The question "If the supervisors represent the people, how can they have closed meetings or have meetings at awkward hours, when the business doesn't involve personnel?" sparked varied responses.
"Gee, I wonder who asked that question," Scott replied. "I believe in open meetings. I don't believe in closed-door meetings except for personnel or legal issues."
Scott said the board should hold meetings at night to attract more attendance and participation. Scott noted that she can't attend day meetings unless she takes off from her job. Shaffer, a former School Board member, pointed out the "strong legal reasons" for some closed-door meeting topics
"There are certain things we can do to be more open, one, to put the county budget on the website with enough detail so that the voters know what their money's being spent on," Shaffer said.
Morris explained that supervisors more than 20 years ago decided to hold one meeting at night and the other during the day to accommodate people with different work schedules.
"Let's speak about transparency -- there are some people that are not here tonight that should be here are blowing smoke," Morris said. "We have a very tough attorney. If there's any gray area out there, we don't go behind closed doors."
Asked what, as a supervisor, they would do to bring employers to the county, Morris began his answer by noting the county's involvement in the regional approach to economic development. But Morris also pointed out the need to promote the county's existing industry.
Scott acknowledged the importance of the existing industries but said the county needs to attract businesses that provide good jobs and benefits. Through attracting industry the county needs decide what kind it wants, Scott said. She noted that many existing businesses "don't pay that well," and pointed out that the median income in the county is around $30,000.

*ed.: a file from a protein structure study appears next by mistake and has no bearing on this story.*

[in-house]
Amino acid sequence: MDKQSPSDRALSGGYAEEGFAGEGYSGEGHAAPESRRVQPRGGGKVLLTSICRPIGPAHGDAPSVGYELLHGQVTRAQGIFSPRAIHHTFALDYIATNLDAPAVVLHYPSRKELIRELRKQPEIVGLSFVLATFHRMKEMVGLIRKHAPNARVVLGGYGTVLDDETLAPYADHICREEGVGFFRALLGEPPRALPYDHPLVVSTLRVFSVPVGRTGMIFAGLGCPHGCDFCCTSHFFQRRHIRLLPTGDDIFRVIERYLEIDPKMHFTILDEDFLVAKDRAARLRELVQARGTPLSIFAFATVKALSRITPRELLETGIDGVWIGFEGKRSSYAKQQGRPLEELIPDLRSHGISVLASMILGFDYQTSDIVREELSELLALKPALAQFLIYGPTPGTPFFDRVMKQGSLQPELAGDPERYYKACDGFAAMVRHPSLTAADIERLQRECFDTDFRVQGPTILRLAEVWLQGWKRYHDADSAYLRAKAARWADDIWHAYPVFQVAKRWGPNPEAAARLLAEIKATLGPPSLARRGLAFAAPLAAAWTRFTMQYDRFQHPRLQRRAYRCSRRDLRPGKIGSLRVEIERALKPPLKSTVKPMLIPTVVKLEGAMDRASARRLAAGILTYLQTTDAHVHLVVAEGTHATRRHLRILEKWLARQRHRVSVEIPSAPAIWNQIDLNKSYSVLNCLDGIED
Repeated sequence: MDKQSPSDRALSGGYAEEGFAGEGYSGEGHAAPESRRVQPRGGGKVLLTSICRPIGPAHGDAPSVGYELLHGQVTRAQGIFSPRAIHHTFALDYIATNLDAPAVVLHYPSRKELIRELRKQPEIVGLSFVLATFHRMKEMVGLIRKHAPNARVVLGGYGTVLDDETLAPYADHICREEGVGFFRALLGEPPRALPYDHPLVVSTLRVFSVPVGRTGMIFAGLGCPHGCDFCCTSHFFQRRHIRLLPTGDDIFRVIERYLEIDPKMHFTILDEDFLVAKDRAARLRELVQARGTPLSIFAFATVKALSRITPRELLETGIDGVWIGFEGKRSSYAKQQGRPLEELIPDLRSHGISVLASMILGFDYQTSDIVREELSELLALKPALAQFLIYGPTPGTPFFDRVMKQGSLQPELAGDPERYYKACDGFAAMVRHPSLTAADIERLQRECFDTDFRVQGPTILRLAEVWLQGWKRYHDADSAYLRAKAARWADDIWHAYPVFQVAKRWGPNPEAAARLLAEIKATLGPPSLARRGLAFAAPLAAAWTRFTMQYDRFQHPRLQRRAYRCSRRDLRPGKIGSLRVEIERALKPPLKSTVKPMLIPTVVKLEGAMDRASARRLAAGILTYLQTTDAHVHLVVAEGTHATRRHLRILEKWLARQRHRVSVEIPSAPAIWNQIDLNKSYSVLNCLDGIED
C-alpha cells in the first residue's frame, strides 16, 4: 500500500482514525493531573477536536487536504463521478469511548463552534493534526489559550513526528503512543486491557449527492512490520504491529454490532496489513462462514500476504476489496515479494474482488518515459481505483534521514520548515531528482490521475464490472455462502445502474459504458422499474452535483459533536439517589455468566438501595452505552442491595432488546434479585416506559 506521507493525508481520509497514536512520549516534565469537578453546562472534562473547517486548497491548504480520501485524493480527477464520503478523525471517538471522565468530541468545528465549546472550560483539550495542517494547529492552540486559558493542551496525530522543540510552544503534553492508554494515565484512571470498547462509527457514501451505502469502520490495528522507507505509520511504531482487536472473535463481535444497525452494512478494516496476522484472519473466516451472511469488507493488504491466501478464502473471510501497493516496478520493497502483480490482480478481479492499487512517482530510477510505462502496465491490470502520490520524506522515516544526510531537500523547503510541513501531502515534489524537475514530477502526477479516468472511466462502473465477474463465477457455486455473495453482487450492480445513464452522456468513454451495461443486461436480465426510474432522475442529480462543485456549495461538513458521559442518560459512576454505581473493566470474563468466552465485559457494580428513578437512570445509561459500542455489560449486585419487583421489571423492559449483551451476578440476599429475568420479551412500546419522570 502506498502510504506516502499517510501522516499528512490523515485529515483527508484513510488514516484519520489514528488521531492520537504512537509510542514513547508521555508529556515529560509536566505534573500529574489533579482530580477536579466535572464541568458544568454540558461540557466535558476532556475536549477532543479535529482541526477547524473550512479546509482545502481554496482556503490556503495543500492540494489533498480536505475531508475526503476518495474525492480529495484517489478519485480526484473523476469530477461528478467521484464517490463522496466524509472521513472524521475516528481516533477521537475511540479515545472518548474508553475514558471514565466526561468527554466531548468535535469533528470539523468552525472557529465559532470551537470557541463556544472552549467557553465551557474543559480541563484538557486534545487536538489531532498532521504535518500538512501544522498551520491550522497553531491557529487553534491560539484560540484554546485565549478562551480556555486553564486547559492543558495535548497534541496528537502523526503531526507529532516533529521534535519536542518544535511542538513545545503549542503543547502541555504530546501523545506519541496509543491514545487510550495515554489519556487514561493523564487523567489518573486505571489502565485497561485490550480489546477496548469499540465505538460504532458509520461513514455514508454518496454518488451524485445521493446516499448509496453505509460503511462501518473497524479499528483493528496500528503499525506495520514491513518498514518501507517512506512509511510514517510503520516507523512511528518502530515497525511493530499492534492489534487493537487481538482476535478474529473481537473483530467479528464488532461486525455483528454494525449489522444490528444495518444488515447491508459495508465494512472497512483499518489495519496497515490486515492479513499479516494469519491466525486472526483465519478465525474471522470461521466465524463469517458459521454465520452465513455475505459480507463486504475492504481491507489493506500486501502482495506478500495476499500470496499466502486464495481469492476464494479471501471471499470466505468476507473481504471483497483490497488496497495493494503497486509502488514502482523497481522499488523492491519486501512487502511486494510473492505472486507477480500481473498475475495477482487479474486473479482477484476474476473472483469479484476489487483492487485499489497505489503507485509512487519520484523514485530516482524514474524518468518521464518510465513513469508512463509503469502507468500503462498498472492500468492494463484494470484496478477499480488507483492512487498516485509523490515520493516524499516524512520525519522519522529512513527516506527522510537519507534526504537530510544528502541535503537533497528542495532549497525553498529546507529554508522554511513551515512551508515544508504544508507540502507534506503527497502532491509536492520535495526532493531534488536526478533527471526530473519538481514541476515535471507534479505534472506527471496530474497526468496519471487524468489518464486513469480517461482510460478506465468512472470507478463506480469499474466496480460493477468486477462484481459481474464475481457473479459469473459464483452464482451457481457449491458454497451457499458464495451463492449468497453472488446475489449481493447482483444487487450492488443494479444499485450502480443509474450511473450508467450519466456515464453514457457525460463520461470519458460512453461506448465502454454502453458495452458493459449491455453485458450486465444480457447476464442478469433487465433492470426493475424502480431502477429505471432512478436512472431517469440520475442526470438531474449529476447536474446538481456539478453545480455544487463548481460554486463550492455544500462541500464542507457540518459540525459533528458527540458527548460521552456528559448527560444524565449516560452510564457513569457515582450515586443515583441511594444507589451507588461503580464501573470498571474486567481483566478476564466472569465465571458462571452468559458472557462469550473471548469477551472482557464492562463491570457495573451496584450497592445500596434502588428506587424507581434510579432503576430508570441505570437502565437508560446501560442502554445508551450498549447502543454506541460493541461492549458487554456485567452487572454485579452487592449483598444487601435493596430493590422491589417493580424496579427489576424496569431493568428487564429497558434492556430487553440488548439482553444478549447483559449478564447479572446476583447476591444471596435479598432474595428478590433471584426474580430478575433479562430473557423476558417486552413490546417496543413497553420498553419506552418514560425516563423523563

Shaffer said the idea of attracting industry and jobs to the county comes down to its schools. He noted that medical professionals, a major, growing industry, would look at the county's schools as a reason to move to the area and seek an education for their children. Shaffer added that the county could use its attributes to attract technology firms.
After answering the questions, candidates made closing remarks.
Scott noted how much she and other candidates agree on issues.
"To a great extent this kind of forum is a wonderful thing, but I think we kind of missed an opportunity to emphasize the things we have in common and the positive things about Shenandoah County," Scott said.
Shaffer described government as a large ship.
"One person can't come in and yank the wheel and jerk anything too far in any one direction," Shaffer said, noting the need for balance.
Morris spent his time on closing remarks thanking his family and fellow supervisors but became choked up and emotional, taking pauses to stifle tears.
Contact staff writer Alex Bridges at 540-465-5137 ext. 125, or email@example.com